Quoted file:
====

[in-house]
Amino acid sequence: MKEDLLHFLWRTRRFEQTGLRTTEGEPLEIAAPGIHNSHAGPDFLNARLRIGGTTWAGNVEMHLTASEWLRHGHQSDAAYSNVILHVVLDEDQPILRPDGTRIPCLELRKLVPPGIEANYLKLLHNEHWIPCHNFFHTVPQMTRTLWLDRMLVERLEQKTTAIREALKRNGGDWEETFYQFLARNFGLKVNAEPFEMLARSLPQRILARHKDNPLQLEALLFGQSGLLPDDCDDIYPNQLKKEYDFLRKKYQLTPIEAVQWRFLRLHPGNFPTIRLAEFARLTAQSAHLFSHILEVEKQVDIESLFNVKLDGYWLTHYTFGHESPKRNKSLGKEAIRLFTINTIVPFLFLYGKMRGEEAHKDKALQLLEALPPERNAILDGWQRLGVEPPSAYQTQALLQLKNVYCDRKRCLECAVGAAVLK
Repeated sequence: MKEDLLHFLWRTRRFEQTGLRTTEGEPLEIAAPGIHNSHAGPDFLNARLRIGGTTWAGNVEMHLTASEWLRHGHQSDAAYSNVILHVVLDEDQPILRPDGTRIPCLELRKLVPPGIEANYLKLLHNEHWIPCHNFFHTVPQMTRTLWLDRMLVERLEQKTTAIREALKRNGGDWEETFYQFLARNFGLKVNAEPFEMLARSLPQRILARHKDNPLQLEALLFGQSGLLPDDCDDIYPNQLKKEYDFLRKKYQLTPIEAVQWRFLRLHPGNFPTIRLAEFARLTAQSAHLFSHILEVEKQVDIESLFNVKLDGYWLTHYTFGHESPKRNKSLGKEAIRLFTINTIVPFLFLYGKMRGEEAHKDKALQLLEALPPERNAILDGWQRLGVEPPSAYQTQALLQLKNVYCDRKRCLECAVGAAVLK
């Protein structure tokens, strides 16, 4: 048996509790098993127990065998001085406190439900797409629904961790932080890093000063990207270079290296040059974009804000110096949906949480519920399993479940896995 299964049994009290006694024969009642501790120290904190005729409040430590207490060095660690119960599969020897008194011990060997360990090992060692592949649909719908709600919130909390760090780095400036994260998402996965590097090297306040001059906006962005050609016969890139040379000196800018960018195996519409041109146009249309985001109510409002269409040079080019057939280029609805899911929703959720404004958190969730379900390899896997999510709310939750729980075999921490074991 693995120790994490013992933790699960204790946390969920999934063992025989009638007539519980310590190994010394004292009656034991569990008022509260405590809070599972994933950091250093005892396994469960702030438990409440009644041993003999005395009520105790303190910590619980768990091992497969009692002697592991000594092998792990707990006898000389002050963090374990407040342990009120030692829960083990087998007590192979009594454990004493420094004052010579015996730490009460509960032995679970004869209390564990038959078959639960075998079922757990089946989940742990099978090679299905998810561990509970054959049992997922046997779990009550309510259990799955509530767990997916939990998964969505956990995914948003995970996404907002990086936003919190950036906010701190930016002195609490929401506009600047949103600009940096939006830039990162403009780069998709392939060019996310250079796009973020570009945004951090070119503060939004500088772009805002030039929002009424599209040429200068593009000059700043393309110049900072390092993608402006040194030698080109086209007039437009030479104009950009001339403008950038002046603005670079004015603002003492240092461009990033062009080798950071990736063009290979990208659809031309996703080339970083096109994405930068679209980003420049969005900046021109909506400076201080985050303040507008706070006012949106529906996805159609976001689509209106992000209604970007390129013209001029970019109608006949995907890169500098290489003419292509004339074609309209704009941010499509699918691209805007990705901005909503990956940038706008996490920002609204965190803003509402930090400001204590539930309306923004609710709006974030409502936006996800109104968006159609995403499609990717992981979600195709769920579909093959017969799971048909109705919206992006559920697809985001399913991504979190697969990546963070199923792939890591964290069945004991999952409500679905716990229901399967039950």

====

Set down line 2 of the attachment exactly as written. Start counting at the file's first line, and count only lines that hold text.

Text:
Amino acid sequence: MKEDLLHFLWRTRRFEQTGLRTTEGEPLEIAAPGIHNSHAGPDFLNARLRIGGTTWAGNVEMHLTASEWLRHGHQSDAAYSNVILHVVLDEDQPILRPDGTRIPCLELRKLVPPGIEANYLKLLHNEHWIPCHNFFHTVPQMTRTLWLDRMLVERLEQKTTAIREALKRNGGDWEETFYQFLARNFGLKVNAEPFEMLARSLPQRILARHKDNPLQLEALLFGQSGLLPDDCDDIYPNQLKKEYDFLRKKYQLTPIEAVQWRFLRLHPGNFPTIRLAEFARLTAQSAHLFSHILEVEKQVDIESLFNVKLDGYWLTHYTFGHESPKRNKSLGKEAIRLFTINTIVPFLFLYGKMRGEEAHKDKALQLLEALPPERNAILDGWQRLGVEPPSAYQTQALLQLKNVYCDRKRCLECAVGAAVLK